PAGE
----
Two female teens have been charged with a hate crime for allegedly attempting to burn a Donald Trump sign outside a store in Maryland using a car cigarette lighter.
The 19 year-old teens who were identified by the name Joy Shuford and D’Asia Perry, were charged with igniting the sign in Princess Anne, Maryland, some 90 miles southeast of Baltimore, on April 14.
After examining the surveillance footage, the authorities were able to identify Perry who was the first suspect to be arrested. Subsequently, Shuford turned herself in to police on Saturday, Delmarva Daily Times reported.
Court documents state that Shuford had initially planned to pull the sign down but when she wasn’t physically able to do so, she fetched her car cigarette lighter and began to burn it.
‘Shuford stated that she attempted to rip it down but that it was screwed in and tough to pull down. Furthermore, she said returned to the vehicle, grabbed a lighter and went back to the sign to light it on fire.’
The Maryland State Fire Marshal’s Office said that the teens have been charged with several offenses, such as second-degree arson and undertaking a hate crime as a result.
“The intentional burning of these political signs, along with the beliefs, religious views and race of this political affiliation, directly coincides with the victim,” read the Princess Anne police documents on why the police officers believe a hate crime had been committed.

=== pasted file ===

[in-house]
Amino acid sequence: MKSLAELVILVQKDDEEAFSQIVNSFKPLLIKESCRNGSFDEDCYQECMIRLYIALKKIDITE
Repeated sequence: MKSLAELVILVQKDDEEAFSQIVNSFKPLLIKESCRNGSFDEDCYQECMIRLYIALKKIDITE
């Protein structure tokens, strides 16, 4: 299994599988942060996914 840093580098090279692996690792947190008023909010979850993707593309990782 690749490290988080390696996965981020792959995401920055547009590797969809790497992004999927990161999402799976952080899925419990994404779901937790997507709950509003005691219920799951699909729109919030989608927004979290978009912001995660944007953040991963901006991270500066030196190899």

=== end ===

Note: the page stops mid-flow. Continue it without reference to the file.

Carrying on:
The Baltimore Sun reports that neither women have attorneys and nor have commented on the story officially.
The deputy chief fire marshal supported the police’s position by stating they identified the motive as “discrimination or malice toward a particular group, or someone’s belief,” according to The Baltimore Sun.
The two minors were released after coming up with a $20,000 bond.
However, new updates regarding the case have been released indicating that the hate-crime charges, including the second-degree arson, were dropped. The Baltimore Sun reports: “The decision to dismiss the charges was based upon a joint decision between the Princess Anne Police Department and the Somerset County State’s Attorney’s Office upon reviewing the case,” according to a statement from Timothy R. Bozman, chief of the Princess Anne Police Department.
David Rocah, a senior attorney with the ACLU of Maryland, said it was “beyond absurd” that the hate-crime statute was used in this case and reflects “a profound misunderstanding of what the Maryland hate-crime statute says. Furthermore, he added: “Burning someone’s political sign isn’t a hate crime.”
Both women still face charges which include malicious burning, trespassing, and malicious destruction of property. The two have trials scheduled for May 22.